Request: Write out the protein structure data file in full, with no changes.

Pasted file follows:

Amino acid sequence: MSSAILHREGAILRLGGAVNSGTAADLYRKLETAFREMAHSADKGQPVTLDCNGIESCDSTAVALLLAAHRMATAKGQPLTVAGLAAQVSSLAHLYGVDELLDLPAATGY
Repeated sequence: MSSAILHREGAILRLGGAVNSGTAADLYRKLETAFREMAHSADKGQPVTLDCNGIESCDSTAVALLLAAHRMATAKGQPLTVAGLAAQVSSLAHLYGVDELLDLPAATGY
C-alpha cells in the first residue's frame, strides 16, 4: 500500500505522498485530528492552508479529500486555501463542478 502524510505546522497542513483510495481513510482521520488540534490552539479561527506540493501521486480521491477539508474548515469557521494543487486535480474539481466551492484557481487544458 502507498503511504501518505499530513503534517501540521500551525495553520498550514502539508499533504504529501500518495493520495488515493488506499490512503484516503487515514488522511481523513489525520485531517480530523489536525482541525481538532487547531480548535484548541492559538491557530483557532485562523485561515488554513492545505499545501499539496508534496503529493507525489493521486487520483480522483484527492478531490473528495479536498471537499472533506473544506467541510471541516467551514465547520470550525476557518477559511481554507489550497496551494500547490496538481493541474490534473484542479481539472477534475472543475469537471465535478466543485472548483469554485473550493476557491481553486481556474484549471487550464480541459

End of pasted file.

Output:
Amino acid sequence: MSSAILHREGAILRLGGAVNSGTAADLYRKLETAFREMAHSADKGQPVTLDCNGIESCDSTAVALLLAAHRMATAKGQPLTVAGLAAQVSSLAHLYGVDELLDLPAATGY
Repeated sequence: MSSAILHREGAILRLGGAVNSGTAADLYRKLETAFREMAHSADKGQPVTLDCNGIESCDSTAVALLLAAHRMATAKGQPLTVAGLAAQVSSLAHLYGVDELLDLPAATGY
C-alpha cells in the first residue's frame, strides 16, 4: 500500500505522498485530528492552508479529500486555501463542478 502524510505546522497542513483510495481513510482521520488540534490552539479561527506540493501521486480521491477539508474548515469557521494543487486535480474539481466551492484557481487544458 502507498503511504501518505499530513503534517501540521500551525495553520498550514502539508499533504504529501500518495493520495488515493488506499490512503484516503487515514488522511481523513489525520485531517480530523489536525482541525481538532487547531480548535484548541492559538491557530483557532485562523485561515488554513492545505499545501499539496508534496503529493507525489493521486487520483480522483484527492478531490473528495479536498471537499472533506473544506467541510471541516467551514465547520470550525476557518477559511481554507489550497496551494500547490496538481493541474490534473484542479481539472477534475472543475469537471465535478466543485472548483469554485473550493476557491481553486481556474484549471487550464480541459